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I’ve only been filling the pulpit. I call myself a pastor, but I haven’t really been available for my congregation when they need me.

That statement might sound harsh, but believe me, I haven’t been distant by choice. The church I pastor, Siloam Indian Baptist Church, is located on the Gila River Reservation (Arizona), so my wife, Debbie, and I weren’t able to live in the same community as the members of our congregation. At least, not until recently.

A bucket truck with workers and a pickup truck hooking up electrical service for a mobile home

Construction workers set up the Cartwrights’ double-wide mobile home.

In March 2020, right before the COVID lockdowns went into effect, our congregation voted to allow us to move a mobile home next door to the church. It was a huge gesture, and we were thrilled at the thought of finally being able to be closer to our congregation. Many people told us we could move right away, but we wanted to ask for the tribe’s approval first. The process took some time and ironing out lots of details, but after a year of paperwork and many miles back and forth to the capital, the tribe approved our request.

I’ve been pastoring Siloam Church for twenty years. That means for twenty years, Debbie and I were driving sixty miles every time we made a round trip to the church or the local community (which was three to four times a week). That’s a lot of miles! While we have been able to participate in many of the joys of doing life with the members of our congregation, living so far away meant we weren’t able to be as present or available as we wanted to be.

Steve Cartwright standing in front of a group of young people and an adult

Steve and the youth make sock puppets.

It’s difficult for a pastor not to be there for his people. In the past, when our youth group had a ball game or a special event at school, sometimes we just couldn’t make it. When someone needed help in the middle of the night, they haven’t been able to come to us. We’ve dreamed about living in this community for years, but it just didn’t seem possible for so long.

God has blessed us with many opportunities to connect with and minister to our congregation—including Victory Guitar Outreach and SOAR (Servant-Overcomer Addiction Recovery), and the drug and suicide prevention program—but living in this community is going to make such a difference. How many other people will we be able to share God’s love with because we’re here? Who’s going to come knocking on our door at midnight because they’re struggling?

Steve Cartwright and a group of youth sitting around a large table practicing with their sock puppets

The Siloam youth practice for the puppet Christmas program.

Now that we live on the reservation, our ministry has changed drastically. We’ve been able to care for the church building (turning on the water to drip during cold weather, for example), but also for the community who makes up the church. People are stopping at our house all the time just to visit or drop something off. They’re stopping us at the grocery store or gas station to catch up. We’re meeting new people in the community and lingering after church events instead of leaving early because we have a long drive home.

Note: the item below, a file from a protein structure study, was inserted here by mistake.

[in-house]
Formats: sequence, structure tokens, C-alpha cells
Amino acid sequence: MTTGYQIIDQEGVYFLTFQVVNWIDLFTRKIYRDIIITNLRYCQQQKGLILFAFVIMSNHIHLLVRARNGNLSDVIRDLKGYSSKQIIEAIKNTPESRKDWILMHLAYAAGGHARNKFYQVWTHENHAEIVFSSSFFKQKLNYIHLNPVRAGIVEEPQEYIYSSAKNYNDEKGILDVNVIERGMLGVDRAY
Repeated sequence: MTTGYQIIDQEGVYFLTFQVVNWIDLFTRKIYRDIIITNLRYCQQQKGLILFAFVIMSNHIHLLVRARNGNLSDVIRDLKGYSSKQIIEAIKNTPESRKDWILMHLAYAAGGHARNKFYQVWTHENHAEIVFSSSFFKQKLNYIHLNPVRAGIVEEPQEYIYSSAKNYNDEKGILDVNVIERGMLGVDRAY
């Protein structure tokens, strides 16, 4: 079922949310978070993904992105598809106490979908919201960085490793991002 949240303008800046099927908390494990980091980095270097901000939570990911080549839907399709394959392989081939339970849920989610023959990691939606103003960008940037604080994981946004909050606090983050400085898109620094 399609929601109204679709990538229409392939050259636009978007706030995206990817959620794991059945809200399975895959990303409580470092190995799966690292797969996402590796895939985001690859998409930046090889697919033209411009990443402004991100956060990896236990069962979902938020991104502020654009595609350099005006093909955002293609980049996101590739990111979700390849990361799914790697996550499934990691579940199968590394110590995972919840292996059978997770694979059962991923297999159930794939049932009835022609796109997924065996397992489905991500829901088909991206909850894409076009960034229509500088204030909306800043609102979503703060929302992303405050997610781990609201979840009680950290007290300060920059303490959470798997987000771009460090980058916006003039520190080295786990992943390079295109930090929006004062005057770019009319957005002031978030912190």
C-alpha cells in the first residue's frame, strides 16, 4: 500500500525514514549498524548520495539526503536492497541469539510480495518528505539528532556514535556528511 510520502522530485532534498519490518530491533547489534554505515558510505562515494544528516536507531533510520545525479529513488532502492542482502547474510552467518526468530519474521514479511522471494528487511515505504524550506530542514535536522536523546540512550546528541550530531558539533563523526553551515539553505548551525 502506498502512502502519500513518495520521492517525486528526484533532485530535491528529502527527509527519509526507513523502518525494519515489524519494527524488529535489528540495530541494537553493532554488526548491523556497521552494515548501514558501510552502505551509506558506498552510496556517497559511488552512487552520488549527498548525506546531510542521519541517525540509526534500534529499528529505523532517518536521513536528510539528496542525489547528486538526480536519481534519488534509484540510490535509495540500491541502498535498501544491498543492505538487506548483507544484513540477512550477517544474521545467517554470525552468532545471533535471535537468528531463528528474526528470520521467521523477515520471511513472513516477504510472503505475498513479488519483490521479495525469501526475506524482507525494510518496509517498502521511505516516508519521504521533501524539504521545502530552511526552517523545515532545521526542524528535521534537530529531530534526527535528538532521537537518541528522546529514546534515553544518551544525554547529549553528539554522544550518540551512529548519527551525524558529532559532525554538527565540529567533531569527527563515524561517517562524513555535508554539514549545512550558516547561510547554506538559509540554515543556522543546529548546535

Debbie and I have a lot of dreams for the future of our ministry here in Arizona, but our biggest hope is to build a covered porch on our double wide. Fourteen feet wide, twenty feet long, with a ramp. We can host Bible studies, SOAR gatherings, and cookouts, and people can stay and chat as long as they want. For twenty long years, this community has blessed us by welcoming us into their space. Now we finally have the chance to return the favor and welcome them into ours. God is answering the prayer we’ve had since we first began this ministry, and it’s incredible.

Debbie and Steve Cartwright standing in front of South Mountain

Steve and Debbie enjoy a view of South Mountain in the church backyard.


PRAY: Lift up Steve and Debbie as they transition to their new home and begin ministering to those God has placed in their path in new ways. Ask God to be at work in their hearts and lives and to work through them to draw others to Him.

GIVE: Partner with the Cartwrights to impact lives in Arizona for Christ. See how you can join their efforts to help others find hope and joy in following Jesus.

Missionary Bio: Steve and Debbie Cartwright live in Arizona and are involved in multiple ministries. They are passionate about music, recovery, and community. Follow the Cartwrights’ journey on Facebook.

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